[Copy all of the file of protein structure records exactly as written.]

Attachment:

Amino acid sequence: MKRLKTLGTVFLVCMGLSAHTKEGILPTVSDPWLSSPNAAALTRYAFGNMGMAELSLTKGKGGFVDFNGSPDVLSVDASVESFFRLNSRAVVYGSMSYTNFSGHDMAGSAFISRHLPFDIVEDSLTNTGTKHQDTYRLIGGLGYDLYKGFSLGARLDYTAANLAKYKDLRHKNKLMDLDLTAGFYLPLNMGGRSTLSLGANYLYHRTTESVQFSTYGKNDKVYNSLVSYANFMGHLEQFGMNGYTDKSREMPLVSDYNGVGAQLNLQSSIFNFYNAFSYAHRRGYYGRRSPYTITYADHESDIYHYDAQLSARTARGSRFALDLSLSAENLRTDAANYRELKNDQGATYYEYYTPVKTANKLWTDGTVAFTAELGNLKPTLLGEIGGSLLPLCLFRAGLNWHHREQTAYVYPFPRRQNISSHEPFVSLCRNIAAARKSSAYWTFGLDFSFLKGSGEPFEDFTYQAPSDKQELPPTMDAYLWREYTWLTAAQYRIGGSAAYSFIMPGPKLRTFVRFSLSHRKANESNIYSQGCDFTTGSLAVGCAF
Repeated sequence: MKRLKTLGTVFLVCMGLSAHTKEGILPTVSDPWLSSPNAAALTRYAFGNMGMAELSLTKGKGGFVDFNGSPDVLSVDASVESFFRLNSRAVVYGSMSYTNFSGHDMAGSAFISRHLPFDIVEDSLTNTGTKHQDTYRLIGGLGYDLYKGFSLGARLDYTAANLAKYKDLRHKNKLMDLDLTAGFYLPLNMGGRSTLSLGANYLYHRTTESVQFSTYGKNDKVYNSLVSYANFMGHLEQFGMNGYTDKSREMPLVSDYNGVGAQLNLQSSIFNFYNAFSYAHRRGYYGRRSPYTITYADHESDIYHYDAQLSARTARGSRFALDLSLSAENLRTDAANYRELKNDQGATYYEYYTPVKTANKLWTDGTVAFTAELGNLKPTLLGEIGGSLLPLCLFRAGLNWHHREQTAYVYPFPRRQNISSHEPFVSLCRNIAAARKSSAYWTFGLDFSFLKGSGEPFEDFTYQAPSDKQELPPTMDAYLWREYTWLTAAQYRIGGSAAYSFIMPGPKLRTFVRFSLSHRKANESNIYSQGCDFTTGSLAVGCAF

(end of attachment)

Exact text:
Amino acid sequence: MKRLKTLGTVFLVCMGLSAHTKEGILPTVSDPWLSSPNAAALTRYAFGNMGMAELSLTKGKGGFVDFNGSPDVLSVDASVESFFRLNSRAVVYGSMSYTNFSGHDMAGSAFISRHLPFDIVEDSLTNTGTKHQDTYRLIGGLGYDLYKGFSLGARLDYTAANLAKYKDLRHKNKLMDLDLTAGFYLPLNMGGRSTLSLGANYLYHRTTESVQFSTYGKNDKVYNSLVSYANFMGHLEQFGMNGYTDKSREMPLVSDYNGVGAQLNLQSSIFNFYNAFSYAHRRGYYGRRSPYTITYADHESDIYHYDAQLSARTARGSRFALDLSLSAENLRTDAANYRELKNDQGATYYEYYTPVKTANKLWTDGTVAFTAELGNLKPTLLGEIGGSLLPLCLFRAGLNWHHREQTAYVYPFPRRQNISSHEPFVSLCRNIAAARKSSAYWTFGLDFSFLKGSGEPFEDFTYQAPSDKQELPPTMDAYLWREYTWLTAAQYRIGGSAAYSFIMPGPKLRTFVRFSLSHRKANESNIYSQGCDFTTGSLAVGCAF
Repeated sequence: MKRLKTLGTVFLVCMGLSAHTKEGILPTVSDPWLSSPNAAALTRYAFGNMGMAELSLTKGKGGFVDFNGSPDVLSVDASVESFFRLNSRAVVYGSMSYTNFSGHDMAGSAFISRHLPFDIVEDSLTNTGTKHQDTYRLIGGLGYDLYKGFSLGARLDYTAANLAKYKDLRHKNKLMDLDLTAGFYLPLNMGGRSTLSLGANYLYHRTTESVQFSTYGKNDKVYNSLVSYANFMGHLEQFGMNGYTDKSREMPLVSDYNGVGAQLNLQSSIFNFYNAFSYAHRRGYYGRRSPYTITYADHESDIYHYDAQLSARTARGSRFALDLSLSAENLRTDAANYRELKNDQGATYYEYYTPVKTANKLWTDGTVAFTAELGNLKPTLLGEIGGSLLPLCLFRAGLNWHHREQTAYVYPFPRRQNISSHEPFVSLCRNIAAARKSSAYWTFGLDFSFLKGSGEPFEDFTYQAPSDKQELPPTMDAYLWREYTWLTAAQYRIGGSAAYSFIMPGPKLRTFVRFSLSHRKANESNIYSQGCDFTTGSLAVGCAF